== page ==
FAO forecasts record cereal crop for 2007
Despite improved world cereal supply, 33 countries are in crisis
3 April 2007, Rome – World cereal production in 2007 is forecast to increase 4.3 percent to a record 2 082 million tonnes, according to the April issue of FAO’s Crop Prospects and Food Situation report.
The bulk of the increase is expected in maize, with a bumper crop already being gathered in South America, and a sharp increase in plantings expected in the United States, according to the report. A significant rise in wheat output is also foreseen, with a recovery in some major exporting countries after weather problems last year.
FAO forecasts coarse grains production to rise 5.6 percent to 1 033 million tonnes, and wheat to increase 4.8 percent to about 626 million tonnes. Global rice production in 2007 could rise marginally to 423 million tonnes in milled terms, about 3 million tonnes more than in 2006, FAO says.
Low-income food-deficit countries
Although still highly tentative, FAO's first forecast indicates that for the group of 82 low-income food-deficit countries, 2007 cereal production could remain around the above-average level of 2006. Following improved 2006 harvests in most of these countries, cereal imports in the 2006/07 marketing year are expected to decline in most regions.
In southern Africa, the 2007 main season harvest is under way. Preliminary forecasts put total maize production at 14.8 million tonnes, about the same as last year’s below-average crop. Prospects vary considerably from country to country, however, with significant crop losses due to floods in some parts of the region, and reduced yields due to long dry weather spells in others.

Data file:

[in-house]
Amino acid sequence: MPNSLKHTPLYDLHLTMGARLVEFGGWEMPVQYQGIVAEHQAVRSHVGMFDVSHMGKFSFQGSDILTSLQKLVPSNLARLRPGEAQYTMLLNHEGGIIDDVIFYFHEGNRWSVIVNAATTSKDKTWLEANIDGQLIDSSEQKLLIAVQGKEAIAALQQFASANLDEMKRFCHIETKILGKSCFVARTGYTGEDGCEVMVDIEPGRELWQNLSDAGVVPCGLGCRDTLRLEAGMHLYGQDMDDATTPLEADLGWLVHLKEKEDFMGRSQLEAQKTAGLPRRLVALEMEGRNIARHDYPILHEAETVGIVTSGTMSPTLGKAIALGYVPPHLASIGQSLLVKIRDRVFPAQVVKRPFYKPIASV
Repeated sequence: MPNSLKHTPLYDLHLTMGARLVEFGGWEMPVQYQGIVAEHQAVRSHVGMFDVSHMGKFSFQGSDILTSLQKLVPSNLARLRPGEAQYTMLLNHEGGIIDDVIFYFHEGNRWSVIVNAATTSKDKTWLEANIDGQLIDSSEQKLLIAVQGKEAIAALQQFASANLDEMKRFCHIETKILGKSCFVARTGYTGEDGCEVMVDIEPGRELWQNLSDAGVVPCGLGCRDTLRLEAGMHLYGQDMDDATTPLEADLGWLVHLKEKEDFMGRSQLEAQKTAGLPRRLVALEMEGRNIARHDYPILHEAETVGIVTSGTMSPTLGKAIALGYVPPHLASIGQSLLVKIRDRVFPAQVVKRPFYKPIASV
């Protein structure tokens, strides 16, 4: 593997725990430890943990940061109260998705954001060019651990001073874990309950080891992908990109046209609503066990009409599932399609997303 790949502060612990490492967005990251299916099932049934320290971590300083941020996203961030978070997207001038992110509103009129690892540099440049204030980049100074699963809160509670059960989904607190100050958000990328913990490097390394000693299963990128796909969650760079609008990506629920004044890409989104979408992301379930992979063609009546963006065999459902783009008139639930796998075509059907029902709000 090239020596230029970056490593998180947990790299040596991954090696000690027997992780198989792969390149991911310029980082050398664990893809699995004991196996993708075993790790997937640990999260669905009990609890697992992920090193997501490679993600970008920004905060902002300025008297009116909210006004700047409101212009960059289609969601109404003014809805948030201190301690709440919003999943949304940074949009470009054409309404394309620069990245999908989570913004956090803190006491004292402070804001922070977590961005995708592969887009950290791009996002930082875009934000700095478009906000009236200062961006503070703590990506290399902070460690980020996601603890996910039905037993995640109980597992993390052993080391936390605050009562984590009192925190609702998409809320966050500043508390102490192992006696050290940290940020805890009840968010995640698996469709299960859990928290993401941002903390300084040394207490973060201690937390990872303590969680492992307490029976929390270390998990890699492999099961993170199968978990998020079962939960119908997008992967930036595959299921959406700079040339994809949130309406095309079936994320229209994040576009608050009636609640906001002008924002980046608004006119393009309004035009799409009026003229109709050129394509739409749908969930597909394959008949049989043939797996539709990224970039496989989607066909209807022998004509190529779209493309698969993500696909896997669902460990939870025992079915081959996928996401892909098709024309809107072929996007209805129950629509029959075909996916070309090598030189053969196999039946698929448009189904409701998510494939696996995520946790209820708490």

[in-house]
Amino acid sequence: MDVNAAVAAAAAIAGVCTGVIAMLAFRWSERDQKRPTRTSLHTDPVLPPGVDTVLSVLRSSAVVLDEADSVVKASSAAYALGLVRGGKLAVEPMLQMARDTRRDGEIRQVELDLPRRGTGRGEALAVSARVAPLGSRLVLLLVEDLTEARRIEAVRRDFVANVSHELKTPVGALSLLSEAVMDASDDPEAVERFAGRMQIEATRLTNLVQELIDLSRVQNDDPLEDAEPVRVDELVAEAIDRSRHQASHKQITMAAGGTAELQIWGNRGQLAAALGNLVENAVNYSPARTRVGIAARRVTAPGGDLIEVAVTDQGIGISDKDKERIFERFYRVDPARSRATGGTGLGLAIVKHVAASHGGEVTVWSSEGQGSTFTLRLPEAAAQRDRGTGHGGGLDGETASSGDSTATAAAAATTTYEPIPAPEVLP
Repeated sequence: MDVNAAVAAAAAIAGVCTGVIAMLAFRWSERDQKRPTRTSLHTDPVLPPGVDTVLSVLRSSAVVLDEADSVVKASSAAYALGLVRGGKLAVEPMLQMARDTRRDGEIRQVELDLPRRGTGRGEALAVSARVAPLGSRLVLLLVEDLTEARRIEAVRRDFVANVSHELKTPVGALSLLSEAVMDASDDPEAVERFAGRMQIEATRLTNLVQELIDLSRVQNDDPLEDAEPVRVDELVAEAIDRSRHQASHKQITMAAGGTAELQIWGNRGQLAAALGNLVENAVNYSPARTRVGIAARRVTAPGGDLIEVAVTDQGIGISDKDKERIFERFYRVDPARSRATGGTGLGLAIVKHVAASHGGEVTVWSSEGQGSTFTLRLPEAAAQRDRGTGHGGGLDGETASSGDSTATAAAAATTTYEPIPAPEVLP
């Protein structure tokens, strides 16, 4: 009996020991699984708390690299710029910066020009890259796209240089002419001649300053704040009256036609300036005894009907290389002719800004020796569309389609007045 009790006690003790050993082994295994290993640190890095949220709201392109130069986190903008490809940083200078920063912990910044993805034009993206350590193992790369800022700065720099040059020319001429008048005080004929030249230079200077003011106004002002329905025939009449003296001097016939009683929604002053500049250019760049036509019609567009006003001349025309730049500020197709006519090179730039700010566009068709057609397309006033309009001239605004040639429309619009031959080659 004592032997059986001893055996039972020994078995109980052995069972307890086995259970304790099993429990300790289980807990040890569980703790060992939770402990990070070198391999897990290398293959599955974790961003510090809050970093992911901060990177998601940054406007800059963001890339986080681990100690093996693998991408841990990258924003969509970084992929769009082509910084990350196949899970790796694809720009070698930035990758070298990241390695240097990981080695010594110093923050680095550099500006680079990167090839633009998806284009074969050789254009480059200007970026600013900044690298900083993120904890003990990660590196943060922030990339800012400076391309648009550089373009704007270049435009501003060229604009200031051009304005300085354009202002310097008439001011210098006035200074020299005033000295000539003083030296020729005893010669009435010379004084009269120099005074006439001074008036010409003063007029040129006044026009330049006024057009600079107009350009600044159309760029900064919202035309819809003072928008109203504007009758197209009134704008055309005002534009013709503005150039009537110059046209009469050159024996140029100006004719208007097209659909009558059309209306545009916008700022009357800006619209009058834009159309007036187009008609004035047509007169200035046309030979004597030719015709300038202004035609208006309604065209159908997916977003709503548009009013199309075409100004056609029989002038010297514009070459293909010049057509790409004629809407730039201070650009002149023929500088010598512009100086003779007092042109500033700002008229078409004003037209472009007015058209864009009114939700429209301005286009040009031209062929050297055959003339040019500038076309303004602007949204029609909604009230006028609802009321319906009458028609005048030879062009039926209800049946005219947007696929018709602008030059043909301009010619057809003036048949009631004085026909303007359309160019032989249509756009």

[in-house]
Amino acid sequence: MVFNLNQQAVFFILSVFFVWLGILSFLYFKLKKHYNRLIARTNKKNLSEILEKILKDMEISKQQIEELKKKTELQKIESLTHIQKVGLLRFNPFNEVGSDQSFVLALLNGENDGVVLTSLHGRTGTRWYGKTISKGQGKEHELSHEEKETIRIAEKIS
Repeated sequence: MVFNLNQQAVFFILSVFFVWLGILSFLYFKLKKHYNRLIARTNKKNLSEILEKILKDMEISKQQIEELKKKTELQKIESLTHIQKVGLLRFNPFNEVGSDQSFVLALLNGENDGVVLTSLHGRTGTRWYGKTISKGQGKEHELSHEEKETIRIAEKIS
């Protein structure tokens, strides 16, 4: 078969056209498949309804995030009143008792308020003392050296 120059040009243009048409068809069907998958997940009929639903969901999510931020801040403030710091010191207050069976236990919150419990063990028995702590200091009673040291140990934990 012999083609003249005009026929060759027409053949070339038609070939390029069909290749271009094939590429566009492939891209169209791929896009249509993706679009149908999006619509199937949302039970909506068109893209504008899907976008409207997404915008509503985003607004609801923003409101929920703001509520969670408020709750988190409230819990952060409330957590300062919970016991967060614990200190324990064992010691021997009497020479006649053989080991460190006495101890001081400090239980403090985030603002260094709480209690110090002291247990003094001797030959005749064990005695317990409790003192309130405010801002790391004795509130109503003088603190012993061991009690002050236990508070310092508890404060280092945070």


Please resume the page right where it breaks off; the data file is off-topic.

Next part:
Maize prices have escalated in South Africa, the region’s main exporting country, where inadequate precipitation will reduce yields. This will affect Swaziland, Lesotho and other dependent markets in the region. Meanwhile, food prices have also risen steeply in Madagascar, due to crop damage from excess rainfall.
In eastern Africa, the outcome of the 2006/07 secondary season crops, just completed in most countries, has been generally good, the report says. Following above-average to bumper first season crops in many countries, record cereal output is confirmed for 2006/07, improving the overall food supply situation.
Millions of people in the region still depend on food assistance, however, due to a combination of factors including conflict and adverse weather conditions. Moreover, Rift Valley Fever, which broke out in Kenya in late December 2006, has since emerged in southern Somalia and northern Tanzania, killing hundreds of people and much livestock. This is a further blow to the region’s pastoralists, whose herds had been greatly reduced by a severe multi-year drought.
Latin America and the Caribbean
Record 2007 main season maize crops are being gathered in South America, where planted area increased in response to strong demand, largely for ethanol production in the United States. Yields also benefited from favourable weather. A good wheat crop is being harvested in Mexico, the main producing country in Central America and the Caribbean.
In Bolivia, contrary to the favourable regional harvest and food outlook, severe weather, ranging from torrential rains in some parts to drought in others, has caused extensive losses to agriculture, livestock, and other assets, threatening the food security of rural communities.
Food crises continue
Despite improved food supplies in many food insecure countries, 33 countries worldwide are in a critical situation, mostly due to conflict and adverse weather, FAO says.
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33 countries require external assistance
Exceptional shortfall in food production/supplies:
Countries with unfavourable prospects for current crops
Bolivia - Adverse weather conditions (floods in lowlands; drought, hail and frost in highlands)
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